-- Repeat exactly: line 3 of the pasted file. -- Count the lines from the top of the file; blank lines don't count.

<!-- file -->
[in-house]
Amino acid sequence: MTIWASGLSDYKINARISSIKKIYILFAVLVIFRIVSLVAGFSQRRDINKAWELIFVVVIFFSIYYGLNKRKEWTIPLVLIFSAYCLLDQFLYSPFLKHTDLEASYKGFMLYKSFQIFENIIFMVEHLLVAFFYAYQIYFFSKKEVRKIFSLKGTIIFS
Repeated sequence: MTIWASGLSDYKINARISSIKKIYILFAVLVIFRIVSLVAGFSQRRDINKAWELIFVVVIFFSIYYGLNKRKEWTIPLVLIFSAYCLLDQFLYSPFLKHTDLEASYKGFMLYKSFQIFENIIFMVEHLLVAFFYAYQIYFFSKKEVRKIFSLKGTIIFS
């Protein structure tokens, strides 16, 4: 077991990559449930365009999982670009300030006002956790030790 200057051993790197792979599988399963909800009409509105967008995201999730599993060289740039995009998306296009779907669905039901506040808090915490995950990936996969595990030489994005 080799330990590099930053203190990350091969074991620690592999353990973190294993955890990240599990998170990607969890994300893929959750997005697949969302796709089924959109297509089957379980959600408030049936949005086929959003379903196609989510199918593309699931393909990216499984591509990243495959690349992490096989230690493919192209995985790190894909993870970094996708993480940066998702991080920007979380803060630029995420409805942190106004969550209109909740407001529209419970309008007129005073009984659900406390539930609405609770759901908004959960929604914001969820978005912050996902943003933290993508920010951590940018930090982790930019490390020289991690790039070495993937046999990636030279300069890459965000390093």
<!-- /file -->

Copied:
Repeated sequence: MTIWASGLSDYKINARISSIKKIYILFAVLVIFRIVSLVAGFSQRRDINKAWELIFVVVIFFSIYYGLNKRKEWTIPLVLIFSAYCLLDQFLYSPFLKHTDLEASYKGFMLYKSFQIFENIIFMVEHLLVAFFYAYQIYFFSKKEVRKIFSLKGTIIFS